North Sea operators have been have been losing money for the past four years – since before the oil price crash, according to the annual economic report for 2016 by trade body Oil and Gas UK (OGUK).
This year, the overall deficit on the UKCS is expected to be £2.7billion. This is a reduction on losses of £4.2billion seen in the prior two years – 2015 and 2014 – as operators cut costs in response to the oil price fall and production increased as a result of prior years of record investment.
OGUK selects “free cash flow deficit” as a key measure of financial performance, reflecting cash generated over money spent to maintain or invest in its assets. It adds that operators’ average rate of return came in at a razor thin 0.2% margin in the first quarter of 2016.
As a result of the deficit – even found in 2013 when oil prices peaked at over $100 per barrel – OGUK warned operators’ borrowing has risen and that the cost of lending will also surge as a result. This is expected to lead to an increased chance more firms will be in “distress”. High debt levels will likely also slow any recovery if oil prices go up as firms use extra cash to pay off debt rather than invest, OGUK warned.
Deirdre Michie, OGUK chief executive, added that any further decline in investment would continue to have a knock-on effect on jobs.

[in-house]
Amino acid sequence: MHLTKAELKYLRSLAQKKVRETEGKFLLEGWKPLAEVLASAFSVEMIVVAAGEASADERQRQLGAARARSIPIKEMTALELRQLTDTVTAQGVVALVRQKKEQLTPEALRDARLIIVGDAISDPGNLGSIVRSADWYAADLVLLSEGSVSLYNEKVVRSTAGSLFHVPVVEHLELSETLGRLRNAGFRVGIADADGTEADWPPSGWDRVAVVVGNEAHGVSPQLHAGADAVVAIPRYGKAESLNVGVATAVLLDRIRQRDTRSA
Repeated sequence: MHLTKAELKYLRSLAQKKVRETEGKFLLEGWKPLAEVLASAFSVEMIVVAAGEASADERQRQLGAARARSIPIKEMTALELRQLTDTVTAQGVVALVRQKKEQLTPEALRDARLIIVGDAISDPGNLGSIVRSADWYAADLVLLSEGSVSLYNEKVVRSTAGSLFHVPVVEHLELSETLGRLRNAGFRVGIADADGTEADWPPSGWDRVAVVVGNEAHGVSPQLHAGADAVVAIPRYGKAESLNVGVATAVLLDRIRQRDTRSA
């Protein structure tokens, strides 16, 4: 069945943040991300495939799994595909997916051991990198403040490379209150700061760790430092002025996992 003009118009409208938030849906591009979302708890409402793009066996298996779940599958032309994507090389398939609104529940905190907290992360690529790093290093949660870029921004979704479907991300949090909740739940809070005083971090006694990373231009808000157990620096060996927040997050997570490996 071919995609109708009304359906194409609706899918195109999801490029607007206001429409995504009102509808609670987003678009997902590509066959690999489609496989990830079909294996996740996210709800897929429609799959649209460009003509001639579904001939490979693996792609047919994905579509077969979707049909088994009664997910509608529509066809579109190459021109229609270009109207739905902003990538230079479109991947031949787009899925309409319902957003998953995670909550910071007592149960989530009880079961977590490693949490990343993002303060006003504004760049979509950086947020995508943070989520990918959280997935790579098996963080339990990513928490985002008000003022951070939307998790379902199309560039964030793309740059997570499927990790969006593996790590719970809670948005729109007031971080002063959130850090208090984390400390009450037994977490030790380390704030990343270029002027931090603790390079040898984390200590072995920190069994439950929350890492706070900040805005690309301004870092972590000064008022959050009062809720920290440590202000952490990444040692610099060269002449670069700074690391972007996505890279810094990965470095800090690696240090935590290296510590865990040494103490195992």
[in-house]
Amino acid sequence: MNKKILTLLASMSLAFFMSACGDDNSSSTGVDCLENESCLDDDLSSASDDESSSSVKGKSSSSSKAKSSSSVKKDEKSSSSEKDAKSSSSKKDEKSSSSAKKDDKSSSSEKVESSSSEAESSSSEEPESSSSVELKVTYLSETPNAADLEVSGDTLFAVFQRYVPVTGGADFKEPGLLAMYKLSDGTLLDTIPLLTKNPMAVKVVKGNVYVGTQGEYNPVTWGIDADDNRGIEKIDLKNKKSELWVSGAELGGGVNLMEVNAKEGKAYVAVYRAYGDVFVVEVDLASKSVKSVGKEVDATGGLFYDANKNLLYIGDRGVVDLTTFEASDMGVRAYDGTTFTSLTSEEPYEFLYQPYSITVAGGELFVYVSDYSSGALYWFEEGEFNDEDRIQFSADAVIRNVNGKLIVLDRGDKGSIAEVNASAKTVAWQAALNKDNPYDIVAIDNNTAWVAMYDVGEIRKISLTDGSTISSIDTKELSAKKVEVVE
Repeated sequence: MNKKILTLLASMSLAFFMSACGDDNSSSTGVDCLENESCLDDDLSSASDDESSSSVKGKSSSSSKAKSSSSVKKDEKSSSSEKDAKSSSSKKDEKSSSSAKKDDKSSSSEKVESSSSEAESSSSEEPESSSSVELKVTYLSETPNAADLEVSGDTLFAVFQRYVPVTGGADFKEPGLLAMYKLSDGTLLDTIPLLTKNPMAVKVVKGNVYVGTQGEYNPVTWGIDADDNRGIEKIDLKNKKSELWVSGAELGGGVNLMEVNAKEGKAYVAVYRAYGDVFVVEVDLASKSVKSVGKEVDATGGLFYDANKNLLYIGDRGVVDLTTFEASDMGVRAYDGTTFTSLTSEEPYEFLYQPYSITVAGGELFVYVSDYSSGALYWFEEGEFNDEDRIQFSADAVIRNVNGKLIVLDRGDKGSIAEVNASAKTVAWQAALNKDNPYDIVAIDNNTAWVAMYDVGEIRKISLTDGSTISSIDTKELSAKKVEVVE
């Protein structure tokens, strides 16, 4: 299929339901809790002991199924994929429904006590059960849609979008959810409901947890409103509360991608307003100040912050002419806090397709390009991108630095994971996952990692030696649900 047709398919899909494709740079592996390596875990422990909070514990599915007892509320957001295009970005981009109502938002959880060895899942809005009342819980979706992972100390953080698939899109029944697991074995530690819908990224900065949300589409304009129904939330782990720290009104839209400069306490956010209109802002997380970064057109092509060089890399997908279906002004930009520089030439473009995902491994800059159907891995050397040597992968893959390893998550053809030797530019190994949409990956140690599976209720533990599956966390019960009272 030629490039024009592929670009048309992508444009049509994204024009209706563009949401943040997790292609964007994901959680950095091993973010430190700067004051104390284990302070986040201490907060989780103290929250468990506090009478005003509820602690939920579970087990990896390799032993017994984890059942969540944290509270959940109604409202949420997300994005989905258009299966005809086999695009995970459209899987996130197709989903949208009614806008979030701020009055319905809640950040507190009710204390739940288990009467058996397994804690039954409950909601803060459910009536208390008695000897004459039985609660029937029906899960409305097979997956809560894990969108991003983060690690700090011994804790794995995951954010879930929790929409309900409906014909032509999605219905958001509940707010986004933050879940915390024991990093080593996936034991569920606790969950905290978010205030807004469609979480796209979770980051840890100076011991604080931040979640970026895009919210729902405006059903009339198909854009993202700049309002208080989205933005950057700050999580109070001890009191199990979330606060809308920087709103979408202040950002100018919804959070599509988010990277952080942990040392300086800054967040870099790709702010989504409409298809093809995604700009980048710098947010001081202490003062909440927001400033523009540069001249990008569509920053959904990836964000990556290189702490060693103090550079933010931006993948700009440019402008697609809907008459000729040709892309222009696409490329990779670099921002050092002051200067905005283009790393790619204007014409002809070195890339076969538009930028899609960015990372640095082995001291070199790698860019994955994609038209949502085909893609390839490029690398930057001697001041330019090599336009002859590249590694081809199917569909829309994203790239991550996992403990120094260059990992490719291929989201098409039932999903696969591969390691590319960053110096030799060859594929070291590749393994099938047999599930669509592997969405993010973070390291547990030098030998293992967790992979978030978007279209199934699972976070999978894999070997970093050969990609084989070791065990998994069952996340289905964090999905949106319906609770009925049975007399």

Already the UK oil and gas industry has shed 120,000 jobs.
“People are starting to balance books and starting to turn around, but there is still that gap between them balancing the books, starting to make some money and starting to turn investment on,” she said. “We can expect a spend that keeps going down and that has an impact on jobs.”
Jake Molloy, regional organiser for trade union RMT, said the 27% drop in employment was “stark and depressing”.
He queried whether OGUK’s statistics – which take in direct, indirect and “induced” employment which counts jobs outside the sector – are fully up to date.
He said: “There must be questions around the accuracy of the offshore numbers quoted which estimate a reduction of only 875 workers in the period.
“Even a conservative approximation using the number of mobile drilling rigs, diving and supply vessels laid up would put the offshore figure well in excess of the figure reported.”
He dismissed the upside of “performance improvements” revealed in the OGUK report.
“On top of the thousands made redundant there are no ‘positives’ in the report for those workers that remain in employment,” he said.
“When workers read statements which talk about the ‘positive future that could lie ahead if the sector makes the necessary adjustments now’ there is only one conclusion can be drawn – more cuts.”